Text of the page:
“It’s not bullshit; there’s no rock stars now,” says a youngster named Eugene at the beginning of Penelope Spheeris’ 1981 documentary The Decline of Western Civilization. He’s speaking of the L.A. punk scene of the early 1980s, a musical underworld whose mythic iconoclasm has long since become, well, iconic, thanks in no small part to Spheeris’ landmark debut film. The Decline of Western Civilization is the finest cinematic distillation of punk ever made, not simply as music but as ethos. Featuring performances by X, the Germs, Black Flag, and the Circle Jerks, the film is frantic, caustic, electric, imbued with all the rage and love of a pogoing teen throwing punches at his friends. More than 1,000 fans showed up for the film’s L.A. premiere—after only two screenings (one at midnight and another at 2 a.m.), Police Chief Daryl Gates banned the film from the city.
After years of being unavailable on DVD, The Decline of Western Civilization is finally being released this week in a deluxe boxed set along with its two sequels, the nearly as legendary The Decline of Western Civilization Part II: The Metal Years (1988), and the rarely seen Decline of Western Civilization Part III, which won the Freedom of Expression Award at the 1998 Sundance Film Festival but never secured distribution. The 69-year-old Spheeris’ filmography is vast and eclectic, including the indie chestnut Suburbia (1984), the grunge-era blockbuster Wayne’s World (1992), and the Chris Farley vehicle Black Sheep (1996). But the Decline trilogy is her defining legacy, a sprawling achievement that places her among the great rock ‘n’ roll filmmakers of all time. When I spoke to Spheeris last week, she was quick to credit her daughter, Anna Fox, as the driving force behind the impressive set, which features a trove of bonus footage and a 40-page book full of photos and ephemera. “My daughter sat there like an art project and pasted it all together, says Spheeris. “I couldn’t face the challenge.”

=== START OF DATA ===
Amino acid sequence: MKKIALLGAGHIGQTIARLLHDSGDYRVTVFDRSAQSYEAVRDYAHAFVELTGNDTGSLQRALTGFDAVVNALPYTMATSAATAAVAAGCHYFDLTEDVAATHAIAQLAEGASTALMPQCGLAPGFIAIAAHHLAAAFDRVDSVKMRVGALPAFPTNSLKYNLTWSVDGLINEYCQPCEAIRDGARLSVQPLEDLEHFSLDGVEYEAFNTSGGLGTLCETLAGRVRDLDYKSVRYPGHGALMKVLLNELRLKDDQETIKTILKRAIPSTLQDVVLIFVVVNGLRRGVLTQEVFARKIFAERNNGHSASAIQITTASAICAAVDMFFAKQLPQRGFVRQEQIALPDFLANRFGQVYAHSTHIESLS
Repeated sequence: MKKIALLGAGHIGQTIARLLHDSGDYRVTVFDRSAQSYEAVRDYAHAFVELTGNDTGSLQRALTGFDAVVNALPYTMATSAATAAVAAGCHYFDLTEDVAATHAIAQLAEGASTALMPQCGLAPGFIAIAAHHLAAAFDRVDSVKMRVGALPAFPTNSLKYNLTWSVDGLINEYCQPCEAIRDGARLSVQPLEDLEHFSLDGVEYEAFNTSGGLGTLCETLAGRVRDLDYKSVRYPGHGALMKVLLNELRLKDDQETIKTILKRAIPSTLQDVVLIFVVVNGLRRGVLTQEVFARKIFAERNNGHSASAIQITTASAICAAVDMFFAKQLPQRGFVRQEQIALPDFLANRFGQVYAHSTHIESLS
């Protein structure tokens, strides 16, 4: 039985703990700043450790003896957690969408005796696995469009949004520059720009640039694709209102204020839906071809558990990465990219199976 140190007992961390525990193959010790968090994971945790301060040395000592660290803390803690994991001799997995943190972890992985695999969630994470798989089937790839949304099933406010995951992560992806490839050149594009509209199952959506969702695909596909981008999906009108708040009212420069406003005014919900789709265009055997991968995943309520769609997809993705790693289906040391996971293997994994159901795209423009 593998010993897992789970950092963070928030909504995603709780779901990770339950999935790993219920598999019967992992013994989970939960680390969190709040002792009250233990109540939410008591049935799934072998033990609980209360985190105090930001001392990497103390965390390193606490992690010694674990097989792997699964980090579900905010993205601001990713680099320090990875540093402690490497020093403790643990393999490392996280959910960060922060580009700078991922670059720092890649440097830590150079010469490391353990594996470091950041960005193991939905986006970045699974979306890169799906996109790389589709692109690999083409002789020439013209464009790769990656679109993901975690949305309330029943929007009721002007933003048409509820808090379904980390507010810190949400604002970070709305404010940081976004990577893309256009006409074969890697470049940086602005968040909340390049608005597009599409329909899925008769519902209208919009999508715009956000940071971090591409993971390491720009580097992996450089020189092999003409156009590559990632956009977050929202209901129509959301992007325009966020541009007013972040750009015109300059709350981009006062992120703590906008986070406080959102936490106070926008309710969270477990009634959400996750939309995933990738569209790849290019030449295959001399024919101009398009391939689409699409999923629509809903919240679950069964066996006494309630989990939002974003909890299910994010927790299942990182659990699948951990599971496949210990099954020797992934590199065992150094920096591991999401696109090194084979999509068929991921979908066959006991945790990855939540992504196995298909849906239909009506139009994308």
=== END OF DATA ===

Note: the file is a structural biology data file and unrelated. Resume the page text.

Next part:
After its auspicious if severely limited opening, The Decline of Western Civilization became a sensation, and established Spheeris as the foremost auteur of L.A. rock. And yet when she revisited the subject for Part II just a few years later, the scene had changed immensely. By the late 1980s L.A. was ground zero for heavy metal and all its aerosol’d offspring, and Decline II is a very different film than its predecessor in both tone and content. It quickly became a touchstone film in its own right, mostly for its depictions of absurd rocker decadence: Paul Stanley of Kiss addresses the camera while lying on a mattress surrounded by lingerie-clad women; Ozzy Osbourne holds forth on sobriety while struggling to pour himself a glass of orange juice. The movie’s most notorious sequence came courtesy of W.A.S.P. guitarist Chris Holmes, who conducts his interview on a float in his swimming pool while swigging from a bottle of vodka, drunk to the point of incoherence, all while his mother looks on from poolside.
The subjects of the second Decline have aged as poorly as the subjects of Decline I have aged sublimely, which is sort of the point: For all its memorable outrageousness, Decline II is a movie mostly about people whose 15 minutes are almost up, or who’ll never even get them in the first place. The lead singer of a band called Odin, interviewed in a groupie-filled hot tub while swigging Budweiser, announces that if his band doesn’t make it, he’ll kill himself. Countless others make similar pronouncements. “In the beginning, when I first started hearing that everyone wanted to just make it, I thought, ‘That’s cool, go for it!’ ” recalls Spheeris. “But then when all the interviews started stacking up, and I saw all these people who had that in their heads, I’m like, ‘Wait a minute, the numbers aren’t going to match up here.’ ”